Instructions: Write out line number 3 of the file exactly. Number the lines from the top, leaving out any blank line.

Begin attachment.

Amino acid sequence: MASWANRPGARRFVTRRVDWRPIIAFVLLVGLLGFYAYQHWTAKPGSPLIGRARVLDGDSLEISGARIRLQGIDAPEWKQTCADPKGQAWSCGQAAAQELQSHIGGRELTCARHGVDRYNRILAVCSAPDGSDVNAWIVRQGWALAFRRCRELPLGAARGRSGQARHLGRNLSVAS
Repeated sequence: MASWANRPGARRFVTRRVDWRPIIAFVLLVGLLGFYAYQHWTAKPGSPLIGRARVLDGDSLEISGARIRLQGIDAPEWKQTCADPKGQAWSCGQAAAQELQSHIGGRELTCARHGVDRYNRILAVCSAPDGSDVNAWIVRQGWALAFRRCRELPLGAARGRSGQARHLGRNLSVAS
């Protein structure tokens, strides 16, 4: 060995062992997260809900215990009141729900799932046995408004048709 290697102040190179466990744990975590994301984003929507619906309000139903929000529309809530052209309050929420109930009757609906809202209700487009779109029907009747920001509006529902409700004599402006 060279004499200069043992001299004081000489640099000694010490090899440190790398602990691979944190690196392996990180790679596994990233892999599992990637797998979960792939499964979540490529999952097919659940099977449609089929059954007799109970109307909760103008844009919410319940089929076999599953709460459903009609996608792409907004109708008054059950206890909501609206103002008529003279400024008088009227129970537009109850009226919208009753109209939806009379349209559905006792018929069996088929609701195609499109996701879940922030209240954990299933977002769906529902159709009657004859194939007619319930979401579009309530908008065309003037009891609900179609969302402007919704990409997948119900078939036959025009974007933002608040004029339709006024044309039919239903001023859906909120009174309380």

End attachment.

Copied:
């Protein structure tokens, strides 16, 4: 060995062992997260809900215990009141729900799932046995408004048709 290697102040190179466990744990975590994301984003929507619906309000139903929000529309809530052209309050929420109930009757609906809202209700487009779109029907009747920001509006529902409700004599402006 060279004499200069043992001299004081000489640099000694010490090899440190790398602990691979944190690196392996990180790679596994990233892999599992990637797998979960792939499964979540490529999952097919659940099977449609089929059954007799109970109307909760103008844009919410319940089929076999599953709460459903009609996608792409907004109708008054059950206890909501609206103002008529003279400024008088009227129970537009109850009226919208009753109209939806009379349209559905006792018929069996088929609701195609499109996701879940922030209240954990299933977002769906529902159709009657004859194939007619319930979401579009309530908008065309003037009891609900179609969302402007919704990409997948119900078939036959025009974007933002608040004029339709006024044309039919239903001023859906909120009174309380």